Will New Virus Lead to SARS-Like Outbreak?
Health officials around the world are keeping a close eye on a newly discovered virus related to SARS that's killed one person and caused a severe illness in another.
In Toronto, mention SARS and it's sure to "give everybody chills when they think about it," says Mount Sinai Microbiologist Dr. Allison McGeer.
But she's downplaying any possible fears or concerns about another SARS-like outbreak, while also admitting there are still many questions that still need to be answered about the virus.
McGeer had SARS in 2003, when 44 people in Toronto were killed, but says "honestly I'm much more worried about what this flu season is going to look like."
She says it's "good news" that the two cases of the virus are from some time ago and don't appear to have spread.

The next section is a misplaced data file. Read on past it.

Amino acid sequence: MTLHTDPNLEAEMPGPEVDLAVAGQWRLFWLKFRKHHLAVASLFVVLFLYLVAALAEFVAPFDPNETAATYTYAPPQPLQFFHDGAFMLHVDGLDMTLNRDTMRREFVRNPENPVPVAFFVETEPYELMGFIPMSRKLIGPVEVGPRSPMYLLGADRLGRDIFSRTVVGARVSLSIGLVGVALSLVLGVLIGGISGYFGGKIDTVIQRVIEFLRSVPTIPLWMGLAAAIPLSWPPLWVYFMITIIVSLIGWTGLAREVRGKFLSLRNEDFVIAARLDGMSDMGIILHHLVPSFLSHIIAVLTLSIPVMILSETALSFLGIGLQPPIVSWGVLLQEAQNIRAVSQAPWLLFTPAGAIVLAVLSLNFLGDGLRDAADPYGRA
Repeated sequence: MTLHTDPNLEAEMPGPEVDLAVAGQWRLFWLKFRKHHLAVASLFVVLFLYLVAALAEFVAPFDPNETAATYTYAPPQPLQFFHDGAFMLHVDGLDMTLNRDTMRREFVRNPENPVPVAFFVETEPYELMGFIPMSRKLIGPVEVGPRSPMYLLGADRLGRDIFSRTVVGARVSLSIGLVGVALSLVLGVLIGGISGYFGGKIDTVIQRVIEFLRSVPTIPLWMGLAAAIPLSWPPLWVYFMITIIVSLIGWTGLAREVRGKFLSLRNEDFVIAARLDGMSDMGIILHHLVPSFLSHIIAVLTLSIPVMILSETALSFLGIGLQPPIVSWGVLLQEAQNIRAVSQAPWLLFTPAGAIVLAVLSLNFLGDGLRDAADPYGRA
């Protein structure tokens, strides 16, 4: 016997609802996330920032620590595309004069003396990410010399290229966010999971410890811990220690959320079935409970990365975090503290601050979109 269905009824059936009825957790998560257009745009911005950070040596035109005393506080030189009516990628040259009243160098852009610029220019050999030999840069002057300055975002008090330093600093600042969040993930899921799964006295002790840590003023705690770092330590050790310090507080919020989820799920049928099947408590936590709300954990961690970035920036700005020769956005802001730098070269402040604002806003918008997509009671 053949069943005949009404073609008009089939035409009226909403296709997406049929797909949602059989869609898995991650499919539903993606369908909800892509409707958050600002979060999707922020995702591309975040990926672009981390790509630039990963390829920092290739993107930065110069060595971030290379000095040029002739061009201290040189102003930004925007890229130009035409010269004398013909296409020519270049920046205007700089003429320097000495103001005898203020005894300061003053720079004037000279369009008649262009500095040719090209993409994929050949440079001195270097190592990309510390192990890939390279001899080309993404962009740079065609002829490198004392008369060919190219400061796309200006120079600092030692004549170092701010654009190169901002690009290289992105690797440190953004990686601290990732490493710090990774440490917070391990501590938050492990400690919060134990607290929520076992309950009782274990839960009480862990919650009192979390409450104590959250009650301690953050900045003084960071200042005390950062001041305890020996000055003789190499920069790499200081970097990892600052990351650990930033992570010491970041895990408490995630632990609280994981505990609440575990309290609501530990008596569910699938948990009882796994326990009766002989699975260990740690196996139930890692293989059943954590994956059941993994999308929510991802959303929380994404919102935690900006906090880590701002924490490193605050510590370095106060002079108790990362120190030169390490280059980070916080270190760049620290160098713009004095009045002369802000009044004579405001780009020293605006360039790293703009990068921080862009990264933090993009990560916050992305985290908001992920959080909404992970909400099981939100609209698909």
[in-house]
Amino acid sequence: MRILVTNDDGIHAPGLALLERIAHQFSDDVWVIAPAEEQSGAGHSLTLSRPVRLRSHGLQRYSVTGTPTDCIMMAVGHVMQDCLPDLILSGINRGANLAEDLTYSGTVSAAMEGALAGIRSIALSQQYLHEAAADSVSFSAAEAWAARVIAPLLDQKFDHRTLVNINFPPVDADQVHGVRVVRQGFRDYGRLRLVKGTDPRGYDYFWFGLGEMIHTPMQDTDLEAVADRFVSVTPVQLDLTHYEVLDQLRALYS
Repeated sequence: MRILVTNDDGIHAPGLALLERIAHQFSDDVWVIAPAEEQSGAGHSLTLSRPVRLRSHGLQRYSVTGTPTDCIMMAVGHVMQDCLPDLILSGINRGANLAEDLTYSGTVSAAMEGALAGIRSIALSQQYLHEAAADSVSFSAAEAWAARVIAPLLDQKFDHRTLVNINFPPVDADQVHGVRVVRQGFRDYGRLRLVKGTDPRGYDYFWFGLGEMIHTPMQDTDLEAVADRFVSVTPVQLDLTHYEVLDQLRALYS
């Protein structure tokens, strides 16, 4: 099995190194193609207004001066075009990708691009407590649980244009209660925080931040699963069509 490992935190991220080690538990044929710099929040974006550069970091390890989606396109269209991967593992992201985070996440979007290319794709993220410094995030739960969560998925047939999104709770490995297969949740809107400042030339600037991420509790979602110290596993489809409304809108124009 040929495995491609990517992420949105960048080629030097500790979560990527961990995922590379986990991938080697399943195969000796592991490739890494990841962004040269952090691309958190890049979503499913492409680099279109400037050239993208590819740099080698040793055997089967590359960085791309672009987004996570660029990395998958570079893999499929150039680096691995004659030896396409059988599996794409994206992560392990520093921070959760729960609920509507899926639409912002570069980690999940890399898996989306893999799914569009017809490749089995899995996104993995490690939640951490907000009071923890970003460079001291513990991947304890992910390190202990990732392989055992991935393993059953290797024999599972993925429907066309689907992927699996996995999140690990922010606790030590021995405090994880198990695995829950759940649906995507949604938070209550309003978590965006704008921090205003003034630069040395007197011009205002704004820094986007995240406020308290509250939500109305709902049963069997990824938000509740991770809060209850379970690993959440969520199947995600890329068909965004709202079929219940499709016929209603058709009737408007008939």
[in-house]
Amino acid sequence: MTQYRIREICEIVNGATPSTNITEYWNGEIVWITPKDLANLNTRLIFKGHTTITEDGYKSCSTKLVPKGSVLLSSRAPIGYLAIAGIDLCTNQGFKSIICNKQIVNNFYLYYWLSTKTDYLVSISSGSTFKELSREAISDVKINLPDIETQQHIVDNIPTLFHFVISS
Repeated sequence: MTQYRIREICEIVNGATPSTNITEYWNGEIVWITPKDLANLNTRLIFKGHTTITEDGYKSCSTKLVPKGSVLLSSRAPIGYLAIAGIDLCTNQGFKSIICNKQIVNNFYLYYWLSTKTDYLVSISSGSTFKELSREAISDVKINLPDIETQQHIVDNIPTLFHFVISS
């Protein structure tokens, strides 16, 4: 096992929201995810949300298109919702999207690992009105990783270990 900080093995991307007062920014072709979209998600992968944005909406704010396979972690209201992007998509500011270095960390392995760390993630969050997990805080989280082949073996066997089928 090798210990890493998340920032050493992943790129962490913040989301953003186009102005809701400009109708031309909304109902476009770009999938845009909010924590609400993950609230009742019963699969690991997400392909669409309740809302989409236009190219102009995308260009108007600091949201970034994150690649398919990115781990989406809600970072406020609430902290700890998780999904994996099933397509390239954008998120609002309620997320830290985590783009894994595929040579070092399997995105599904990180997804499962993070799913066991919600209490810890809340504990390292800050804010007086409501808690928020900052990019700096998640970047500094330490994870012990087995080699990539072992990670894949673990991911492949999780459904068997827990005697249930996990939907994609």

"That's enough to definitively say this very different from SARS," says McGeer, noting that the virus could possibily be dangerous, but not to the extent as the 2003 outbreak.
The recent discovery is a coronavirus which can lead to the common cold and is from the same family as the virus that caused SARS (severe acute respiratory syndrome) that killed 44 people in Toronto in 2003 and almost 800 around the world, mostly in Asia.
McGeer says lessons have been learned since the SARS outbreak, and labs around the world dedicate time to discovering these viruses, and a great deal of a attention is paid to them in the early stages, allowing health officials to be on top of them.
(With files from the Canadian Press)